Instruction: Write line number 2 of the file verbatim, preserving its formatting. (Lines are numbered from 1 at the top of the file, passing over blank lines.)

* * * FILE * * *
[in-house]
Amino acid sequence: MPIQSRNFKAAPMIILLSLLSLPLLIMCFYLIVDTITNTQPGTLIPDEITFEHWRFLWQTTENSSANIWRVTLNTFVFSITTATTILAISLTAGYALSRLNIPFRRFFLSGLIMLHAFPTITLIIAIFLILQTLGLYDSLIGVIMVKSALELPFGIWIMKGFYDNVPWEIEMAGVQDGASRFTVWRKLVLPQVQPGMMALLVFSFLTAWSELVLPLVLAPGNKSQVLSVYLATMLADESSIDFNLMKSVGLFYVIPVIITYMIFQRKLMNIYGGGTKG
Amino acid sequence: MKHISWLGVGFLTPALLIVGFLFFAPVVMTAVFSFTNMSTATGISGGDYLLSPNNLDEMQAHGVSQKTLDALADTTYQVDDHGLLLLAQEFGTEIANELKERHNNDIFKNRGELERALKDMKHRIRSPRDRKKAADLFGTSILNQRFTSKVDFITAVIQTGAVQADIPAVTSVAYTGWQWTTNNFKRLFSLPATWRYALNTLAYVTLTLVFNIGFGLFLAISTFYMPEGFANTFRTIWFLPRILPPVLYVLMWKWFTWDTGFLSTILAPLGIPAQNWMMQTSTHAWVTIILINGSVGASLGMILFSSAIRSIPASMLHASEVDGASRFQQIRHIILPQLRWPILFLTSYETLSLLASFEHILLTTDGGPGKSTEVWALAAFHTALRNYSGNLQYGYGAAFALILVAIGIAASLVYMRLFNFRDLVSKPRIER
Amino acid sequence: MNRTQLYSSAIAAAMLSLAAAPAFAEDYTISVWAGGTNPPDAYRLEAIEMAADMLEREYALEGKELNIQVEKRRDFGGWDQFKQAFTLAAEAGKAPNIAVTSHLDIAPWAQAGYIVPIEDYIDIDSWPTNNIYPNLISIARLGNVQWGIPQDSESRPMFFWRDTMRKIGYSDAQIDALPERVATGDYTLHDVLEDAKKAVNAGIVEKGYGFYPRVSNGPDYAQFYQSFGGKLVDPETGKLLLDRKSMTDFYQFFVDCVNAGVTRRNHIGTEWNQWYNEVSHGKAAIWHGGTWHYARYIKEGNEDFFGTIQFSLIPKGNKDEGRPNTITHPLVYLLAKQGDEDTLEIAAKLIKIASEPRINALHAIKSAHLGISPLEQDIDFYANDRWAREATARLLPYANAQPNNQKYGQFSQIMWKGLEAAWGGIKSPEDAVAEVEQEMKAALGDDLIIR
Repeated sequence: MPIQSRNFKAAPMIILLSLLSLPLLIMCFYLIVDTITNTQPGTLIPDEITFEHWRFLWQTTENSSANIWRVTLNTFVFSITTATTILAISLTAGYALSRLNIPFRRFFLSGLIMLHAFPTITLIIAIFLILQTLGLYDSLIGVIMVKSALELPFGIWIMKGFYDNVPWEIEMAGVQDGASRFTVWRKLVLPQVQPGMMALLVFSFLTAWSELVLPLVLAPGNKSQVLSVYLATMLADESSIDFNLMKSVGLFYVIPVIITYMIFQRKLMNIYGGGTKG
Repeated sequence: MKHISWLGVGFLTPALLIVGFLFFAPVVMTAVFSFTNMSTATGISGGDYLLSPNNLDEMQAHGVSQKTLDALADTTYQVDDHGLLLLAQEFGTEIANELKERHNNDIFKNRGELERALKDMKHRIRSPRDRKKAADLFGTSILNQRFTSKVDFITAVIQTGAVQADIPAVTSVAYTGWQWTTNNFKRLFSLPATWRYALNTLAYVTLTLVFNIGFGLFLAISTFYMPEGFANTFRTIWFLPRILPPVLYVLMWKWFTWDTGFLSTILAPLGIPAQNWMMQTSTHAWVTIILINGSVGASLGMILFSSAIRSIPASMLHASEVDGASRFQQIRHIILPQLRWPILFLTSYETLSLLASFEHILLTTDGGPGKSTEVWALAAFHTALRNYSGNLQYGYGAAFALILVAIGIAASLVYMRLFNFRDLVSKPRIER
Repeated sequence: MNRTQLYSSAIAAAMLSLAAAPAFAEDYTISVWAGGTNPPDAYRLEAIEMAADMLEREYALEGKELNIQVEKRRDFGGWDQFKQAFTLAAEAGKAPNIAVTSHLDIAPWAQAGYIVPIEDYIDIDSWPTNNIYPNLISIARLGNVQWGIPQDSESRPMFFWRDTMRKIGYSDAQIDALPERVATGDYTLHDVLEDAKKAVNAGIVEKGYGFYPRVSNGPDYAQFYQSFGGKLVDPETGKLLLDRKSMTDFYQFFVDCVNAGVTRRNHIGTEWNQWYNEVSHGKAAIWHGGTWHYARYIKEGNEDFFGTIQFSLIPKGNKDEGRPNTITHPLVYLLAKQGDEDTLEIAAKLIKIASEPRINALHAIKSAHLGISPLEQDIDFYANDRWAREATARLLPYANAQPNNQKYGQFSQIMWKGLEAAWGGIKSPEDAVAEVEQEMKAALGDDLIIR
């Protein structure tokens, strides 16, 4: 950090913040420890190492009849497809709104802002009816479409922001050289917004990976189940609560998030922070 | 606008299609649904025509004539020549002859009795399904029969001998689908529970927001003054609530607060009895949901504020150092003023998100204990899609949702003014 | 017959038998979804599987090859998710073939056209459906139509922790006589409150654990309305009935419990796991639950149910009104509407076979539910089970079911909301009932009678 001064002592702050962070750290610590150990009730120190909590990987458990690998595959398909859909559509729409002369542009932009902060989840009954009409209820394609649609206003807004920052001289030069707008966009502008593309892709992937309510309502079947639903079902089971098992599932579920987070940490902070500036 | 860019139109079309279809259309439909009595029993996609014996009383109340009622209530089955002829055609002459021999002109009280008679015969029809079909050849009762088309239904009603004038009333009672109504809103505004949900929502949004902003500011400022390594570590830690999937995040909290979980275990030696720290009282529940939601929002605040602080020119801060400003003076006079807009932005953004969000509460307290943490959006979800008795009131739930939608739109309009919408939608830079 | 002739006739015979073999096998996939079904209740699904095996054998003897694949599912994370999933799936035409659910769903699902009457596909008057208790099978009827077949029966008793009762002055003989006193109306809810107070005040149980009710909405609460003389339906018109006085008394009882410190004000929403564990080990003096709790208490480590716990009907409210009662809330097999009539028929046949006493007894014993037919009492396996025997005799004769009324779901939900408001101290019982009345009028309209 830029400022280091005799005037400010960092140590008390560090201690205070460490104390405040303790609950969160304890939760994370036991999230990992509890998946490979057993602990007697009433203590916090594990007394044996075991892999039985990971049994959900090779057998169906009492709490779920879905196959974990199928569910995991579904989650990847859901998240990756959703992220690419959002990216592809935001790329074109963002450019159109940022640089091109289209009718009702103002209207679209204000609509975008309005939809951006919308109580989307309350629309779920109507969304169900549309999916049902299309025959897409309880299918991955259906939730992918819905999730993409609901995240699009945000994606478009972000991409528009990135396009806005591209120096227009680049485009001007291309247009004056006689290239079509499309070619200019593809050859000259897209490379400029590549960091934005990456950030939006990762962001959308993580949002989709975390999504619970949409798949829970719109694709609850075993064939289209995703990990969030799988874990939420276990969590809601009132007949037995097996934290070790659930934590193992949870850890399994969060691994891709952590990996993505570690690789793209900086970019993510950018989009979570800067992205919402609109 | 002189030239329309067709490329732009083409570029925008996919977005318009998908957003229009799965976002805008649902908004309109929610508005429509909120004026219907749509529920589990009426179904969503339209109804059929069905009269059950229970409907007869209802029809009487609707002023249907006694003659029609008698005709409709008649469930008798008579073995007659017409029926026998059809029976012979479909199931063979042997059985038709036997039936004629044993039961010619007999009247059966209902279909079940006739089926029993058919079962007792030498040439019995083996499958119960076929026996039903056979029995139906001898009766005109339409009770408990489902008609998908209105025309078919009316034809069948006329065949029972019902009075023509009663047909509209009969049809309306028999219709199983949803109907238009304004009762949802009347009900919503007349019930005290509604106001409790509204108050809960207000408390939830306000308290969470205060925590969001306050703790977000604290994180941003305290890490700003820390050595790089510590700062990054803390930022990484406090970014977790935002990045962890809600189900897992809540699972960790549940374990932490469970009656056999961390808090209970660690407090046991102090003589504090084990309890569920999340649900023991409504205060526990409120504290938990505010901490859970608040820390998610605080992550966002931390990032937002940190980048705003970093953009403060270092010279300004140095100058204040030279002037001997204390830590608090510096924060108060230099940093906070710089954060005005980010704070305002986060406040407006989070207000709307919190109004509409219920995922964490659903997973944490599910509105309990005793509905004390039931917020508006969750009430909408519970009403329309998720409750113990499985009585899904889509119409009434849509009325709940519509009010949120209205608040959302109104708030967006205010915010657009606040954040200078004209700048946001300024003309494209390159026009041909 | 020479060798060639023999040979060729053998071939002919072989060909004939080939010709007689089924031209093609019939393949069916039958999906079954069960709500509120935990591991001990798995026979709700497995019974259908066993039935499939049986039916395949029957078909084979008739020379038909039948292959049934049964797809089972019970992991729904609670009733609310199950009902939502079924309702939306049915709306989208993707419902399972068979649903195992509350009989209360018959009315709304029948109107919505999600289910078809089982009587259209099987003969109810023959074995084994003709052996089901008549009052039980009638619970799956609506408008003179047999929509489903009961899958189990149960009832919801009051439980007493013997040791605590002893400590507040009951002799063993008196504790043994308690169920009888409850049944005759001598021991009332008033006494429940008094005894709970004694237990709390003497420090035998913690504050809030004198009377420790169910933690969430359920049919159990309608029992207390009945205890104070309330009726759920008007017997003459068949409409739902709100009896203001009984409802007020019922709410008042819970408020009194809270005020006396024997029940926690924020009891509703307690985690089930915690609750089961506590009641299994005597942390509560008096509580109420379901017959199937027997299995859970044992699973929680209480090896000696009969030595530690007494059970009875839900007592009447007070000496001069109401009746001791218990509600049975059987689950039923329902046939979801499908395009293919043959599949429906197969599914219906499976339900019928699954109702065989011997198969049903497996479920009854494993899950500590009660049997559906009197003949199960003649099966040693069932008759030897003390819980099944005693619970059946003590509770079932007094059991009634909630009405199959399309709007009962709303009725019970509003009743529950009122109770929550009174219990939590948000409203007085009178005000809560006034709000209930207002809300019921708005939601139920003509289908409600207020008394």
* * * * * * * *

Amino acid sequence: MPIQSRNFKAAPMIILLSLLSLPLLIMCFYLIVDTITNTQPGTLIPDEITFEHWRFLWQTTENSSANIWRVTLNTFVFSITTATTILAISLTAGYALSRLNIPFRRFFLSGLIMLHAFPTITLIIAIFLILQTLGLYDSLIGVIMVKSALELPFGIWIMKGFYDNVPWEIEMAGVQDGASRFTVWRKLVLPQVQPGMMALLVFSFLTAWSELVLPLVLAPGNKSQVLSVYLATMLADESSIDFNLMKSVGLFYVIPVIITYMIFQRKLMNIYGGGTKG